Don’t Let Your Devices Become Divisive! – 5 Ways to Prioritize People above Technology!

By Teresa Starr

July 18, 2018

devices, relationships

Don't Let Your Devices Become Divisive! - Prioritize People above Technology!

Have you heard about the loneliness epidemic? It's caused by social isolation. Why does this matter? Because, an 80-year Harvard study states that "loneliness kills." Many people have heard about how babies in 3rd-world orphanages can die from "failure to thrive" or "lack of love." One study shows that one in five Americans report being lonely at any given time. Other studies show it to be one in three.

Although the elderly are considered to be one of the loneliest groups, there is another group that is shown to be even lonelier. The Millennials are actually shown to be even lonelier than their elders.

Social isolation and loneliness have been shown to be more harmful than smoking up to 15 cigarettes a day. It increases depression and causes both mental and physical decline, not to mention emotional pain. Furthermore, social disconnection has a huge effect on longevity.

What's the cause of this social isolation? Among other factors, research indicates that spending too much time on our devices and not enough face-to-face time with other people is partly to blame for the world-wide increase in social isolation and loneliness.

How do we avoid this and/or overcome it? Here's one simple yet powerful idea...Follow this wise counsel from Michael Hyatt: "Spend more time with those you love WITHOUT a DEVICE." In other words, don't let your DEVICES become DIVISIVE. Learn to TRULY LOVE the ONE you're with!

It really can be that simple! Here are 5 things you can do to decrease the negative social effects of technology and enjoy the positive effects of quality relationships.

  1. Set a daily limit on the amount of time you spend on technology. You don't need to check your inbox every 5 minutes. Commit to checking it only 3 times a day. When you reach your time limit for technology use, exercise your willpower and put your device away until the next day.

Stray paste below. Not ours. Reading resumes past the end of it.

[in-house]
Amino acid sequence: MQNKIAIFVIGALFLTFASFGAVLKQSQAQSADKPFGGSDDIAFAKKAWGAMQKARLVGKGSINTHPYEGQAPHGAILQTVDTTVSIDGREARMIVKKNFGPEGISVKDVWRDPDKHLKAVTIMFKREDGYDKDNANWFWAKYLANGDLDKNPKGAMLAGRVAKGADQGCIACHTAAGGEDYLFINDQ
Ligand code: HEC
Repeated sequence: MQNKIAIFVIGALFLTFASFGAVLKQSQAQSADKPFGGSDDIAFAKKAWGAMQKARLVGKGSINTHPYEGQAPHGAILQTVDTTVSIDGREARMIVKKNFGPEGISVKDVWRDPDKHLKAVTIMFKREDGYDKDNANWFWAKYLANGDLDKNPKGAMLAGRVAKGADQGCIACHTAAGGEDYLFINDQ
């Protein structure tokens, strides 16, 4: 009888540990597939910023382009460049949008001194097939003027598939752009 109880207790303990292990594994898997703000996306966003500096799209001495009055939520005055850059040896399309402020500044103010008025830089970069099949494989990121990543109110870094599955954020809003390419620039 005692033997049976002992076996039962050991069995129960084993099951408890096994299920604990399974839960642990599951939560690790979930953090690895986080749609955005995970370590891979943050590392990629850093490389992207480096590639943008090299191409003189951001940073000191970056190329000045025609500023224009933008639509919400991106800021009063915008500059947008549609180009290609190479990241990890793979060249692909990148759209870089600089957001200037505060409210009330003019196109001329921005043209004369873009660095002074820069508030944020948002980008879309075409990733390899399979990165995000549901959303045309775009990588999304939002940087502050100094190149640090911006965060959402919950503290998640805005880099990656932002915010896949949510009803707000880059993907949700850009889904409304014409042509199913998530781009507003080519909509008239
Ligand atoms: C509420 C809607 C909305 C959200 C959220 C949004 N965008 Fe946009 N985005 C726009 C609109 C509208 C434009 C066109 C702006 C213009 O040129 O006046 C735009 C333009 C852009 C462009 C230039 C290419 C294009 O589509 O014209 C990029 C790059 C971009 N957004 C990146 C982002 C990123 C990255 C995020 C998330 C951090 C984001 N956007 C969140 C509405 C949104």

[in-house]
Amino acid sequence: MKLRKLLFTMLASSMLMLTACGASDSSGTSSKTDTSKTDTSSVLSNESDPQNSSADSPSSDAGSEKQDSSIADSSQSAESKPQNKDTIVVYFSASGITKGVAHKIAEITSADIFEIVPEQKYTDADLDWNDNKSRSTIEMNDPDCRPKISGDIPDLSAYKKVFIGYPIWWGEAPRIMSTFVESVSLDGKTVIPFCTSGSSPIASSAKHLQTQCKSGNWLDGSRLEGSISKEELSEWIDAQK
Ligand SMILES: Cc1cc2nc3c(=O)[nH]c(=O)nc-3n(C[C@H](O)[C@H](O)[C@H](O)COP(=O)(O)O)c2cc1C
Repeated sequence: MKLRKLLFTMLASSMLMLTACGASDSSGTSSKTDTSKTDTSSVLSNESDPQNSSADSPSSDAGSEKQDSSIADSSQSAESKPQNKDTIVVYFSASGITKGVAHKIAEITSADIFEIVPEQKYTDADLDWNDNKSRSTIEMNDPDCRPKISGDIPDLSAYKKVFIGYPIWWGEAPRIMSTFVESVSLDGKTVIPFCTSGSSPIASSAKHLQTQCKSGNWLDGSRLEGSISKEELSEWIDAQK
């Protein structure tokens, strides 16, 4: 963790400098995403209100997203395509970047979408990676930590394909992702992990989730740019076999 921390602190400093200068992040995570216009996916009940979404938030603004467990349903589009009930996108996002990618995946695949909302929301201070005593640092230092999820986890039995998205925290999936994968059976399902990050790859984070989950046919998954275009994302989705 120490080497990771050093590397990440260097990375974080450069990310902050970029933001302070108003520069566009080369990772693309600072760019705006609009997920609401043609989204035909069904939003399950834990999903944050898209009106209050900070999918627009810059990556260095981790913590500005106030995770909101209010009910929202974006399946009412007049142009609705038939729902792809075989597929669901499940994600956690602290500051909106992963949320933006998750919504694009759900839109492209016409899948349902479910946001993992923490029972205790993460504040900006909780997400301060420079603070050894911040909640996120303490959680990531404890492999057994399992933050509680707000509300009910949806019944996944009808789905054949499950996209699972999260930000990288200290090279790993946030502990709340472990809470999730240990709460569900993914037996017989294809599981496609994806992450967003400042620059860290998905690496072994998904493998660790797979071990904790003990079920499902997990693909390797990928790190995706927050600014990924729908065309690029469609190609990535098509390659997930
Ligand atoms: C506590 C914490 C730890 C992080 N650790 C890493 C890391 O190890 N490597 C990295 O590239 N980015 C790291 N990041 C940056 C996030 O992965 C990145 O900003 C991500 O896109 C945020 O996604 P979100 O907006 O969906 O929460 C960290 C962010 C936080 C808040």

2. Love the one you're with. You can do this by intentionally choosing to engage fully with others, face-to-face. Make dinner time a no-tech time. Put all devices away when you're with your family, friends, loved ones and others. If a call or text comes in, contact them later. If it's urgent, excuse yourself, take care of the matter, then come back ready to fully engage again.
  3. Take a technology break (for a day, or even a week) just to prove to yourself that there are other great things you can fill your life with. During the break, reward yourself by doing something you've always wanted to do but never felt that you had the time. Take up a new hobby, read a great book, visit a friend, enroll in a class, get outdoors, do your favorite sport, go out with friends, have a party (a no-tech party that is). You can also attend live events, such as plays, concerts or sporting events. Do whatever sounds the most rewarding to you.
  4. Set an example for your kids by prioritizing relationships over technology. If you are staring at your devices all day, so will they. If the whole family is engrossed in technology than you're losing valuable relationships building time. Kids don't stay kids forever, you know. Consider engaging together in the simple fun of yesteryear, such as planting a garden together, playing board games, or laying out under the stars together.
  5. Invest in people not devices. Stop investing in more and more electronic games, apps, and other devices and start investing in real people, real relationships, and real adventures.

So remember, don't let YOUR devices become divisive. Life is short. Make the time you spend with others and the relationships you build take the highest priority in your life! As you do so, you'll enjoy lasting rewards in your health, happiness, longevity, and all of your relationships.

Studies show that prioritizing people above technology is key to building quality relationships, enjoying greater health and happiness, and increasing longevity.

Teresa Starr

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